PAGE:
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World History AP outline chapter 2

By candycorn55 Nov 17, 2014 1454 Words
Becca Corn
9/10/14
Period 1
Classical Civilization: China
I. Confucius’ Life and Early Development
A. Lived in late 6th century BCE.
B. Original name was Kong Fuzi
C. Searched his entire life for a suitable monarch who would follow his beliefs and restore peace in China D. He attracted many followers and disciples who collected his wisdom into one system of beliefs called the Analects E. some rival systems are Legalism, Daoism, and Buddhism

II. Establishment of Political Order
A. There was a long period of political conflict within China after the Zhou dynasty’s control broke down B. many states rose and fell along the Yellow and Yangzi River C. Nomadic peoples often raided Chinese farms, but many began to settle down D. Shi Huangdi- Founder of Qin Dynasty in 221 BCE

E. Qin- established in 221 BCE at the end of the Warring States period following the decline of the Zhou dynasty: Fell in 207 BCE F. Han- Chinese dynasty that succeeded the Qin in 202 BCE; ruled the next 400 years G. The Han dynasty led to much political control

H. Cultural Traditions
1. a family of kings (called a dynasty) would start its rule over China, but they would grow weaker over time. Then usually another dynasty would take over 2. The Zhou Dynasty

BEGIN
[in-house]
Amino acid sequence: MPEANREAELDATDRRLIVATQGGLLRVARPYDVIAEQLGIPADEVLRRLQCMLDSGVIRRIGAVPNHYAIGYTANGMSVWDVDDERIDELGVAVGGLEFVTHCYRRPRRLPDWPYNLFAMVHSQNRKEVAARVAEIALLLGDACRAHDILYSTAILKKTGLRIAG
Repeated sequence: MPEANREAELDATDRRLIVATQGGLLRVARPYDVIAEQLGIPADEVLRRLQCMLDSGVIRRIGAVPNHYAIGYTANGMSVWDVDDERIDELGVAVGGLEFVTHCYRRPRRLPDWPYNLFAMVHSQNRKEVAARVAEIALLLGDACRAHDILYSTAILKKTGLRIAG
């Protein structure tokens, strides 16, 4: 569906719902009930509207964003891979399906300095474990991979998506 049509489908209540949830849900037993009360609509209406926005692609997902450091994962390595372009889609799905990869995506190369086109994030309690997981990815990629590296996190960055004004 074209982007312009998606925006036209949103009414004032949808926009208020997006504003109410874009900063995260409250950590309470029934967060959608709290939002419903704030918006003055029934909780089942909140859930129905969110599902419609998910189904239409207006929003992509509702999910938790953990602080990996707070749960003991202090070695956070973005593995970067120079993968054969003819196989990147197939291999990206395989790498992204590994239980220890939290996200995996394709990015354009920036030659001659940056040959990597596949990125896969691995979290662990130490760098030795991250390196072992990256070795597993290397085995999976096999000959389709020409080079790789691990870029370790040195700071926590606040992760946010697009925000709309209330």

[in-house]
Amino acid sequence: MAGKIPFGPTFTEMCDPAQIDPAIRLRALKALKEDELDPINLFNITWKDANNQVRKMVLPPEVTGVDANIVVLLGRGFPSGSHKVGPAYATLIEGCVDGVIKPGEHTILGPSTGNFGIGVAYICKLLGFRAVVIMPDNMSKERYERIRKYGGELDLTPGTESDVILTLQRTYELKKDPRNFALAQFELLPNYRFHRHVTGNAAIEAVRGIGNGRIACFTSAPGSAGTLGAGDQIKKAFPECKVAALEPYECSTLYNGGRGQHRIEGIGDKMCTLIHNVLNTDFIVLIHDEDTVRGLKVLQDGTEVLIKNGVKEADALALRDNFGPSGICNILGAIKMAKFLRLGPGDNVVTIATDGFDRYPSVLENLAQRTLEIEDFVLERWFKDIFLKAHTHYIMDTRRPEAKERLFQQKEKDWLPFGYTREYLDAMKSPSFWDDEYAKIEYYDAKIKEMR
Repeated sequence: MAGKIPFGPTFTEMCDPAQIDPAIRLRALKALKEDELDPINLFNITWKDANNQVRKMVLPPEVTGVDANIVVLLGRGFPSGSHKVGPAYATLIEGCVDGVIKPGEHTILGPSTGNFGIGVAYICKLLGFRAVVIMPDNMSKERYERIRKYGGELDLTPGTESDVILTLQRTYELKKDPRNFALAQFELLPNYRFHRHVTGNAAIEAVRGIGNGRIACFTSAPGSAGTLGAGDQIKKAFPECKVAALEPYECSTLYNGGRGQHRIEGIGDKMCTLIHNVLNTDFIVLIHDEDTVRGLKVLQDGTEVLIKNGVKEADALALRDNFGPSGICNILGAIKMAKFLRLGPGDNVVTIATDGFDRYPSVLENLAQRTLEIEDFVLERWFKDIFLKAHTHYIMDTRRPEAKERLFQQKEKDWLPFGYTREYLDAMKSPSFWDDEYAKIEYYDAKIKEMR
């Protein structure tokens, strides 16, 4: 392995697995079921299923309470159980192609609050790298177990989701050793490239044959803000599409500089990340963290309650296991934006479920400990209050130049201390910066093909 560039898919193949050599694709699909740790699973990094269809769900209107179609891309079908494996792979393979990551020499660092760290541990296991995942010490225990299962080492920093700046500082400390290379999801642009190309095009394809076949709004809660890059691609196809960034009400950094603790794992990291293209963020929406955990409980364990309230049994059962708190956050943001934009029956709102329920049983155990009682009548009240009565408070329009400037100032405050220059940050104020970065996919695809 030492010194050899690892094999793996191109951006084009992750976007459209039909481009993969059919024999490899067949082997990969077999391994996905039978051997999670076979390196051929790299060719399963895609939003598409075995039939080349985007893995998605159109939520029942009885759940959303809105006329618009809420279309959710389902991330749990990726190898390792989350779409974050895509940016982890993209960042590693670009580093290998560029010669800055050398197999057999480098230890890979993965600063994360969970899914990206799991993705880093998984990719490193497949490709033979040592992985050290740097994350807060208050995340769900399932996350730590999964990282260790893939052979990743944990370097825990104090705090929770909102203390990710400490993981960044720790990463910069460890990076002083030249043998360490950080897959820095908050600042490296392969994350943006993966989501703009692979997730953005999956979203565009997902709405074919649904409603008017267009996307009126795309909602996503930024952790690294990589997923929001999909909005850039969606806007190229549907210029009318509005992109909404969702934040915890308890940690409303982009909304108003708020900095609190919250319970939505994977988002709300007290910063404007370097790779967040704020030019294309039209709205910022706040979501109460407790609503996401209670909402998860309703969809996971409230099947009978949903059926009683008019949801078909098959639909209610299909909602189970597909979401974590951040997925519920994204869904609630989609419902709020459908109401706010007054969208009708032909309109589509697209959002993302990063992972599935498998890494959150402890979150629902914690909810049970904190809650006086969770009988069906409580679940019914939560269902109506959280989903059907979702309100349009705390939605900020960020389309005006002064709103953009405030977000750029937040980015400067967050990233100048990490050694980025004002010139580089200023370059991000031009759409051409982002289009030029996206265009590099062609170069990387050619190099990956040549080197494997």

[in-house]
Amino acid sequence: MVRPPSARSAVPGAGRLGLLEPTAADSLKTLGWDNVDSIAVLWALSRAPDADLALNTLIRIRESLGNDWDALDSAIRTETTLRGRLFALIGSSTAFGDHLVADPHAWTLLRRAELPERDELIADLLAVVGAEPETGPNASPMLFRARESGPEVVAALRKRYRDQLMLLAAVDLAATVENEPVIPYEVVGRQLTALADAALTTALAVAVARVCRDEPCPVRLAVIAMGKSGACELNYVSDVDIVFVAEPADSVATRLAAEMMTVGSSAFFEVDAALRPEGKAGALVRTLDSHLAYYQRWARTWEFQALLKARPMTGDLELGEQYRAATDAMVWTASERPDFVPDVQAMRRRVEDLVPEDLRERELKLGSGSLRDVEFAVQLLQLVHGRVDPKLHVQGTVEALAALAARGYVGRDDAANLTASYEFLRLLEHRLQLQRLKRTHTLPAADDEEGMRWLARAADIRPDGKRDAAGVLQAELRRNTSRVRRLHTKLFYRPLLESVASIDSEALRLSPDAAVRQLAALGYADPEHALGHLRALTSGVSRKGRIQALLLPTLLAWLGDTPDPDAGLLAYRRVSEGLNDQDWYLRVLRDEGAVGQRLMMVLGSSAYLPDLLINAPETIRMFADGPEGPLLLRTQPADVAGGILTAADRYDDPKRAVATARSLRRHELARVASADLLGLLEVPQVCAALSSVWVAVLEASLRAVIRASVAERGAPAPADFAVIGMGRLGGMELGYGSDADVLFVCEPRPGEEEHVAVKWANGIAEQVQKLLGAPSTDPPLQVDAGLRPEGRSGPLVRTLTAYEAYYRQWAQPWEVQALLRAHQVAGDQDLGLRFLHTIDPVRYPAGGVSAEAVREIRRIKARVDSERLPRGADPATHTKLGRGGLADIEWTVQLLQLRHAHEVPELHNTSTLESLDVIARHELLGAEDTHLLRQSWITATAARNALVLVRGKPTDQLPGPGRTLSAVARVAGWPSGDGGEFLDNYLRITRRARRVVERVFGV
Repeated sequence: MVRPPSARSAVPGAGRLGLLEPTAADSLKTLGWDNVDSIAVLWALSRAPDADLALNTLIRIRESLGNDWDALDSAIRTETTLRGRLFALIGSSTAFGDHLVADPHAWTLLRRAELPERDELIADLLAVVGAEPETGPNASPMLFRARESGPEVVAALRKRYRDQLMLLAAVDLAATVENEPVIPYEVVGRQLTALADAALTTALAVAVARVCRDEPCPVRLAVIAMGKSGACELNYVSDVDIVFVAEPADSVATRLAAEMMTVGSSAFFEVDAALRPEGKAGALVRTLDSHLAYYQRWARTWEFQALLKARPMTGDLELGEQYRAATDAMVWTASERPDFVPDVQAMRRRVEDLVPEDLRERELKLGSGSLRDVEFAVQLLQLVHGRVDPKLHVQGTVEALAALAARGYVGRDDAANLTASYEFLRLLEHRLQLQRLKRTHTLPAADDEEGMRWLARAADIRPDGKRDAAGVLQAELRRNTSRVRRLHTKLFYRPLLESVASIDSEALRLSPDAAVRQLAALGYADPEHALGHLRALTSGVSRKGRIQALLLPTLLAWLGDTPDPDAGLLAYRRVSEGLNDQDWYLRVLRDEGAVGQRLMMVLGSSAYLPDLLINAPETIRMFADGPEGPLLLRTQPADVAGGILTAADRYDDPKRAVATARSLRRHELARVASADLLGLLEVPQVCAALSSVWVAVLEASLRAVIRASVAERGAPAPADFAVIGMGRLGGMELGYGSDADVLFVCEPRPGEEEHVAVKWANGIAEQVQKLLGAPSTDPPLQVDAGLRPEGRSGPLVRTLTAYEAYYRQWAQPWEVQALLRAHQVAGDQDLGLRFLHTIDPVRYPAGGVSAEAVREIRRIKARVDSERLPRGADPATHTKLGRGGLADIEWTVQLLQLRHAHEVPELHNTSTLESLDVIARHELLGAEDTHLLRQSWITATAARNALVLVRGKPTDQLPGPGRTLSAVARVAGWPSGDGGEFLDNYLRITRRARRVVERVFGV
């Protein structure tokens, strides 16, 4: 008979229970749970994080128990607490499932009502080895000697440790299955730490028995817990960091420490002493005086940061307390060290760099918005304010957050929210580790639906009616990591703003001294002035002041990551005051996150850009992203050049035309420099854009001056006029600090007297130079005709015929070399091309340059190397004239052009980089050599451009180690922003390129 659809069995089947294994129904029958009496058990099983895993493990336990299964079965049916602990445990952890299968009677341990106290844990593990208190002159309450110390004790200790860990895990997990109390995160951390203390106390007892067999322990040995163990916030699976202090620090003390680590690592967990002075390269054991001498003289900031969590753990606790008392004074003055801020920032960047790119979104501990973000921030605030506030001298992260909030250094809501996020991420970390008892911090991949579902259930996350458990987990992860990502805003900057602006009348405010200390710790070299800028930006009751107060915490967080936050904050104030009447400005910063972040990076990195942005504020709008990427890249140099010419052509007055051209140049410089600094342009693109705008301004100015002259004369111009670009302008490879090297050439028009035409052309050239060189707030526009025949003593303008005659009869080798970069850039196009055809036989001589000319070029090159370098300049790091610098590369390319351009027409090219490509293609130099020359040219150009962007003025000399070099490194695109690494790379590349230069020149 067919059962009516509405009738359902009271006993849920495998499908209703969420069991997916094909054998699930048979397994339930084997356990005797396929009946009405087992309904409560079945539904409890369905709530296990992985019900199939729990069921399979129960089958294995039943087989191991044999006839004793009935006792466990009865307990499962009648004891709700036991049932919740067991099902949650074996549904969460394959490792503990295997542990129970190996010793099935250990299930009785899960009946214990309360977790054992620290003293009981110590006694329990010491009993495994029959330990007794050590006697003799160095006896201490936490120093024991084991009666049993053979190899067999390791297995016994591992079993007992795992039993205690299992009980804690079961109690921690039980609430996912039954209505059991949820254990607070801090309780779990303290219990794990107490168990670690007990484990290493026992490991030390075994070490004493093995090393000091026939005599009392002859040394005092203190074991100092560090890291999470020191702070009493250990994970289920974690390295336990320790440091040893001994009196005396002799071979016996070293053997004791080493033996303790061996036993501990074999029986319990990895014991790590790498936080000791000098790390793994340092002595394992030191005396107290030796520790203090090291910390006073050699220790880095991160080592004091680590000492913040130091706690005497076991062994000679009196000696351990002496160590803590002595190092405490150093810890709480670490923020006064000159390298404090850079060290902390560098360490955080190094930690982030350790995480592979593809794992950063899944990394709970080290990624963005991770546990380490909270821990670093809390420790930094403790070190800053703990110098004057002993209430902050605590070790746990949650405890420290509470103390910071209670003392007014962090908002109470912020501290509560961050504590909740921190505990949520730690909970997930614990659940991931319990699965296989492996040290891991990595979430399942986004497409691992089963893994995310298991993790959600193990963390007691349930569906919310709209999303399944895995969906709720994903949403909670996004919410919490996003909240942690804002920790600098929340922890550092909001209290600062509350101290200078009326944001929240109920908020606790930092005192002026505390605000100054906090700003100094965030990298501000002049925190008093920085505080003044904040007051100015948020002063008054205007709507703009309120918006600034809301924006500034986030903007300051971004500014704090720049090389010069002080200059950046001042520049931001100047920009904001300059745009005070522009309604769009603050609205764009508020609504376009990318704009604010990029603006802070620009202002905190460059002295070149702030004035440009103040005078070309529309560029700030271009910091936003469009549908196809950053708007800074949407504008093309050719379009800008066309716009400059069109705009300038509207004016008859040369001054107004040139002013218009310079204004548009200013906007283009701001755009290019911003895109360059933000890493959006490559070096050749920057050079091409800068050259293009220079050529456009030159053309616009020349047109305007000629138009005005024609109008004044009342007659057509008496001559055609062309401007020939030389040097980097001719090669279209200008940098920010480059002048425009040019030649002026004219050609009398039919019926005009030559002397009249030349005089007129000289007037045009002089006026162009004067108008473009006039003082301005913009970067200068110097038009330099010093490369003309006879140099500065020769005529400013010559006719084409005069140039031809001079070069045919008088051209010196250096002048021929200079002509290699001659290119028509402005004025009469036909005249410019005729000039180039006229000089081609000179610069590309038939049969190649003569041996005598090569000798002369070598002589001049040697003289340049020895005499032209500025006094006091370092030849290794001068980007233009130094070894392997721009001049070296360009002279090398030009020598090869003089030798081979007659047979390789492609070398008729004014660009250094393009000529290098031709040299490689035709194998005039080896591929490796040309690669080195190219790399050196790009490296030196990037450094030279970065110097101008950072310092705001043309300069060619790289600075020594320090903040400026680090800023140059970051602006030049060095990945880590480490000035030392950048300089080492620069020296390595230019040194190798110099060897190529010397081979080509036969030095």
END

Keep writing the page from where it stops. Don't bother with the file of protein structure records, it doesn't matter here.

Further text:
a. Zhou- Originally a vassal family of Shang China; possibly Turkic in origin; overthrew the Shang and established the second historical Chinese Dynasty that flourished 1122 to 256 BCE b. it really only flourished until about 700 BCE; after that it had a decline in political infrastructure and many nomad invasions c. Not a powerful government; worked through alliances; was vulnerable to regional disloyalties when land owning aristocrats solidified their power and ignored the government d. they expanded Chinese territory by encouraging people to move to the Yangzi River e. heightened focus on central government

f. provided greater cultural unity
i.) discouraged primitive practices of the Huang he civilization ii.) banned human sacrifice
iii.) made a standard language (Mandarin Chinese)
g. Confucius- Also known as Kung Fuzi; major Chinese philosopher born in 6th century BCE; author of Analects; philosophy based on need for restoration of order through advice of superior men to be found among the Shi h. regional rulers formed independent armies; 402-201 BCE is known as the Warring States 3. The Qin Dynasty

a. was founded by Qin Shi Huangdi who was a brutal, but effective leader b. Separated China into provinces, and Shi Huangdi appointed non-aristocratic rulers to each one c. extended Chinese territory to the South

d. To protect the north he built the Great Wall- Chinese defensive fortification intended to keep out the nomadic invaders from the north; initiated during the Qin dynasty and reign of Shi Huangdi e. ordered a national census and took data of everything from coinage to the axels on carts f. promoted manufacturing and discouraged formal culture

g. Shi Huangdi was extremely unpopular